If a piece of medical equipment has software and a wired or wireless connection, it's vulnerable to cyber attacks according to the FDA.  

Budgets 

Implementing the appropriate security measures can be expensive. Make sure your healthcare facilities considers cybersecurity as part of its budget process. This may be more challenging for rural hospitals to handle these expenses and the planning that comes along with a comprehensive cybersecurity plan. However, these hospitals should still do everything possible to seek out resources for their security needs. 

Enforcing Policies 

Another thing to consider is how your team will enforce these policies. It's essential that everyone follows the rules on limited access and understands the consequences of not following them. After an initial training session, send out regular reminders of your hospitals cybersecurity rules. Make sure every staff member understands their level of access to devices. Put these rules in your employee handbook so that staff can refer to them at any time. 

Tips for Keeping Medical Devices Secure 

Passwords and Tiered Access 

One way to protect your devices is by creating passwords and access restrictions. Choose a password that is long and has a mix of numbers, letters, and symbols. Only give a select number of staff members access to the password, and change it periodically. Likewise, create different tiers of access to certain programs. For example, supervisors should be the only staff members who have administrative access. If an unauthorized user needs access, consider having their supervisor login for them rather than granting them access if it is a one-time situation.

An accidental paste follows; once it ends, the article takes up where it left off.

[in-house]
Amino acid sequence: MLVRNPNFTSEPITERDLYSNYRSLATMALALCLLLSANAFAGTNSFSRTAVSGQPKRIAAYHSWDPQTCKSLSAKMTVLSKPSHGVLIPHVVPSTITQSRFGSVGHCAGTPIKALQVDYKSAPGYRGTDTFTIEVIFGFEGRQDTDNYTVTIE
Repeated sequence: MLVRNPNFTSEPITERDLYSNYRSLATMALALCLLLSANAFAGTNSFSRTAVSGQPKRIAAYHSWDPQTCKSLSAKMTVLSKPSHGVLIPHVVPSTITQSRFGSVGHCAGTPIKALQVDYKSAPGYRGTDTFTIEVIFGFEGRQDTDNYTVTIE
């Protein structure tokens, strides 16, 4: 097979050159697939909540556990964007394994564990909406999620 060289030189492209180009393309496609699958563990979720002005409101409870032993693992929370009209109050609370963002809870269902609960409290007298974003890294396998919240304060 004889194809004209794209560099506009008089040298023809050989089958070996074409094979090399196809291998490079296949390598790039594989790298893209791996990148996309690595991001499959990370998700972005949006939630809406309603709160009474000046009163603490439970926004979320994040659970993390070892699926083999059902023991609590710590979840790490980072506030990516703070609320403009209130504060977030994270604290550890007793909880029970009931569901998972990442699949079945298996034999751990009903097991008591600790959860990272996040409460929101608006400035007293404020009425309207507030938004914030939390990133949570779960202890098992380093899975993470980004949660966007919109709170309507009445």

Make Your Patients Part of Your Cybersecurity Plan 

Along with training your staff on how to use medical equipment properly, the FDA suggests that patients also become a part of keeping their devices safe. Caregivers and patients should be aware that they may need to update the software on their devices periodically. The FDA also recommends that patients register their devices with the manufacturers. This way, the manufacturer can keep them informed of important information such as recalls or software updates. Patients should also have an understanding of how their device works and contact their medical provider if something is wrong with it. 

Stay Closely Connected to the FDA 

Patients, providers, and manufacturers need to stay updated with the FDA's latest "safety communications." These are messages the FDA releases if they even detect a weakness in software protection on a device. In this message, the FDA identifies what the vulnerability is and what patients, providers, and manufacturers should do to address these concerns. Make sure to take the necessary steps immediately to ensure the device is working correctly. 

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Human error is one of the main causes of cybersecurity threats, which is why your staff needs to be aware of ways they can help keep your devices and network secure. When you train your staff about preventive cybersecurity measures and create protocols for access to medical equipment, you can lower your healthcare facility's risk of security breaches. These precautions can ensure your patients' equipment is working correctly and their personal information is safe and secure.

 

Looking for more information about Crothall's Healthcare Technology Solutions? Learn more about how we can support your hospital's clinical engineering needs or contact us.

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Written by: Crothall